Another episode, another recap with Jon Snow mentioned in the first sentence. He’s doing quite well for a dead body; he’s up and about and frowning at the people who stabbed him in the heart. That’s quite impressive considering he’s been frozen with rigor mortis since last April. The Night’s Watch now think he’s some sort of god, mainly because the camera is more interested in him than anyone else, but also because the wounds in his chest make him look significantly more holy.
The Red Woman can’t believe it worked. Her shocked expression resembles that of a bullshitting drunk who told their mates they could do a backflip and then surprised their self by actually pulling it off. If it wasn’t clear enough that Jon is some sort of chosen prince, she outright affirms it, with all the subtlety of a TV show that has overtaken its source material.
What did occur to me is that almost every character not at The Wall is completely unaware that Jon was ever dead, let alone brought back to life. Samwell Tarly is on a boat with Gilly and her baby and is still talking about him as if nothing’s happened. That’ll surely make for some awkward conversation when he returns and asks if he missed anything.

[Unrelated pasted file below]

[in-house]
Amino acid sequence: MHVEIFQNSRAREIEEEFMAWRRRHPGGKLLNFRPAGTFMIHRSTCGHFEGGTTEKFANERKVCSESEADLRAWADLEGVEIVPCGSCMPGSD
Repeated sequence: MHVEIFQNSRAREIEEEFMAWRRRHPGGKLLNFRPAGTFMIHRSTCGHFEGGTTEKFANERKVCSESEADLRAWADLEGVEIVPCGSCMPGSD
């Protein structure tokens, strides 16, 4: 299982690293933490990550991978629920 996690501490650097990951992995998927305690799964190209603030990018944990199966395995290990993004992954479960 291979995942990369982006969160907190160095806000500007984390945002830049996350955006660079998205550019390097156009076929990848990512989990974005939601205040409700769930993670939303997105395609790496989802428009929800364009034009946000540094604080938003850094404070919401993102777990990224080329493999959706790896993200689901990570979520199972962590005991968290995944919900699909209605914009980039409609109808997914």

And what about Bran Stark? You’d think he’d be in the know with all these visions of his family’s past he keeps having. In this episode he enjoys a Phantom Menacey sword fight, involving a young Ned Stark and several expendable berks. The fact that the scene’s real focus is on his sister, Lyanna, is bound to excite theorists to the point of autoerotic asphyxiation. If it’s not a hint towards Jon Snow’s real parentage then I’m a eunuch.
Consider that Lyanna Stark is his mother and Rhaegar Targaryen is his father, it then seems too convenient that this scene is followed by Danaerys’s storyline. She would technically be his auntie, which, if they embraced the Game of Thrones culture of incest, still wouldn’t be the weirdest relationship we’ve seen on the show. Just the most complicated one.
Long-time survivor of birth with three years' experience in film and entertainment writing. Somehow published with two of the UK's biggest newspapers – The Telegraph and The Times. My alternative style of film, TV and game criticism (hopefully) offers readers a different and amusing way to read about the world of entertainment. I reside in the greyness of London, so I'm a bit miserable. You can follow me on Twitter @CMEcontent.